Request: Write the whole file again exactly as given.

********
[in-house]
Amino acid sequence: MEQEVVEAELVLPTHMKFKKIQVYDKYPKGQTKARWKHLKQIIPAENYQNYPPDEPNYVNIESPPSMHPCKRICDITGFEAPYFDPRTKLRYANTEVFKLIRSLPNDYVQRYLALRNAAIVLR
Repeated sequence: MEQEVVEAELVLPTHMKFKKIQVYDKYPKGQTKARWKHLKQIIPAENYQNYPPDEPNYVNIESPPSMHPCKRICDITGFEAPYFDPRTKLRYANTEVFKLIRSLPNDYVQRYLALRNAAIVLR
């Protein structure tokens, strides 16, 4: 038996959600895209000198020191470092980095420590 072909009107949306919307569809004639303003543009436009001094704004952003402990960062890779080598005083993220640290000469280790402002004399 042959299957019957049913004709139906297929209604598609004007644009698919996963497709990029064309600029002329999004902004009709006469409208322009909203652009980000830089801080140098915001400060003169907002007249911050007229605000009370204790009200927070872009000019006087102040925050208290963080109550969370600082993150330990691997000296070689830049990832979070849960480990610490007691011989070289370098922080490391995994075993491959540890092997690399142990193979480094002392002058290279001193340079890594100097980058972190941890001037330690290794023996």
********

[in-house]
Amino acid sequence: MEQEVVEAELVLPTHMKFKKIQVYDKYPKGQTKARWKHLKQIIPAENYQNYPPDEPNYVNIESPPSMHPCKRICDITGFEAPYFDPRTKLRYANTEVFKLIRSLPNDYVQRYLALRNAAIVLR
Repeated sequence: MEQEVVEAELVLPTHMKFKKIQVYDKYPKGQTKARWKHLKQIIPAENYQNYPPDEPNYVNIESPPSMHPCKRICDITGFEAPYFDPRTKLRYANTEVFKLIRSLPNDYVQRYLALRNAAIVLR
């Protein structure tokens, strides 16, 4: 038996959600895209000198020191470092980095420590 072909009107949306919307569809004639303003543009436009001094704004952003402990960062890779080598005083993220640290000469280790402002004399 042959299957019957049913004709139906297929209604598609004007644009698919996963497709990029064309600029002329999004902004009709006469409208322009909203652009980000830089801080140098915001400060003169907002007249911050007229605000009370204790009200927070872009000019006087102040925050208290963080109550969370600082993150330990691997000296070689830049990832979070849960480990610490007691011989070289370098922080490391995994075993491959540890092997690399142990193979480094002392002058290279001193340079890594100097980058972190941890001037330690290794023996």